Clinton again did better than Obama among white voters, especially those who said they were less educated and had a lower income. A potential problem still for Obama is not just white lower-income voters but older voters too, who in Indiana went overwhelmingly for Clinton. "That shows me that Obama, who is obviously going to be the nominee, will have to work to do well not just among blue-collar [voters] but senior citizens, too," says Larry Sabato, director of the University of Virginia's Center for Politics. "They have not yet bought into the idea that this young, inexperienced senator can be a successful president."
The two biggest issues brought up in the two weeks between Pennsylvania and yesterday's primaries worked out in different ways. Wright did play into about half the voters' decisions, according to the exit polls, and of those, a majority ended up voting for Clinton, with 7 in 10 voting for the former first lady in Indiana and 6 in 10 voting for Clinton in North Carolina. Carmines suggested that the Wright scandal may have also had an effect on the decisions of independents and Republicans. Unlike Ohio and Pennsylvania, which held closed primaries, North Carolina allowed independents to vote, and Indiana allowed both independents and Republicans. In both states, Clinton won more voters who consider themselves Republicans. Obama won a bigger share of independents in Indiana; however, Clinton did better among independents in North Carolina, a bloc that generally sides with Obama.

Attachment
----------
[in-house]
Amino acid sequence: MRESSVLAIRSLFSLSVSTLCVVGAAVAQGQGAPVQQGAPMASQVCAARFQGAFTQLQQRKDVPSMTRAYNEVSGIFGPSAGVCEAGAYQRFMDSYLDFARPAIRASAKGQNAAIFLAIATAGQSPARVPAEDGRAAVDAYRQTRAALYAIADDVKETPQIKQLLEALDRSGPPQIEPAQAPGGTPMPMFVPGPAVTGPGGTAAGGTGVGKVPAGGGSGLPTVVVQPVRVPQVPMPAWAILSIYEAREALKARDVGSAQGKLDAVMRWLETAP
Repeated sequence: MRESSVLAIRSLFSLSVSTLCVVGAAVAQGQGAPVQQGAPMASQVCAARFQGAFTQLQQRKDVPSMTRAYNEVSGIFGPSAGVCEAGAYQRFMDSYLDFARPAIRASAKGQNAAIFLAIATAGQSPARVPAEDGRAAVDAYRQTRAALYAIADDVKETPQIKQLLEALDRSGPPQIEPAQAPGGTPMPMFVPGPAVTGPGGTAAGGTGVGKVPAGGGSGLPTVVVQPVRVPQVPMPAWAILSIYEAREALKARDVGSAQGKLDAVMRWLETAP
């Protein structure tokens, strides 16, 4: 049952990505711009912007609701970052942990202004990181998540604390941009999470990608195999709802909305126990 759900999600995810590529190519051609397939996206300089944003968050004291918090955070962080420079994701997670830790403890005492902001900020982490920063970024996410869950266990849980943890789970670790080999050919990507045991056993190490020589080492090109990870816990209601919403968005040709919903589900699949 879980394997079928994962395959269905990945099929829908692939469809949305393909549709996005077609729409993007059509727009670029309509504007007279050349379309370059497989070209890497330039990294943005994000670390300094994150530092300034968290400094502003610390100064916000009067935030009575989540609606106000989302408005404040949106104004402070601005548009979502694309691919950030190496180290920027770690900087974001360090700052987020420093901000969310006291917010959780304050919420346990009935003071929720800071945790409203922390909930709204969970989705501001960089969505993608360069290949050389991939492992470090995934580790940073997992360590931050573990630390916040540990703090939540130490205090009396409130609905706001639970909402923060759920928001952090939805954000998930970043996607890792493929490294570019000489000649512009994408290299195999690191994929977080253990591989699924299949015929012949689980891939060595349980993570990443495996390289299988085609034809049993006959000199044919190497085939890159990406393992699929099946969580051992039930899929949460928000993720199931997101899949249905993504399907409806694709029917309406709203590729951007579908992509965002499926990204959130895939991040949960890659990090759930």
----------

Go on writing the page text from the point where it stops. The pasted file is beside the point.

The other big issue, the Clinton- and John McCain-proposed gas-tax summer break, reinforced the demographic patterns. With its populist message, Clinton may have gotten stronger support from white, more rural, and more working-class voters who were already prone to vote for her.
"It worked, too, for Senator Obama because it allowed him to portray her as pandering to voters and not interested in long-term solutions . . . it painted her as part of the Washington insider establishment," said Carmines. And the exit polls showed a pretty even split as to which candidate would do a better job with the economy.
Clinton has vowed to march on, though any momentum coming off of Pennsylvania has been staved. In the end, margins matter, and now with only a handful of nominating contests left, it will be up to the superdelegates to interpret how much yesterday's margins matter.
Clinton suggested in Indianapolis last night that it would be bizarre for only 48 states to get to pick the nominee after this long, drawn-out affair. But that may not be the case for the superdelegates. "Some will want to get on the train before it leaves the station," Sabato said.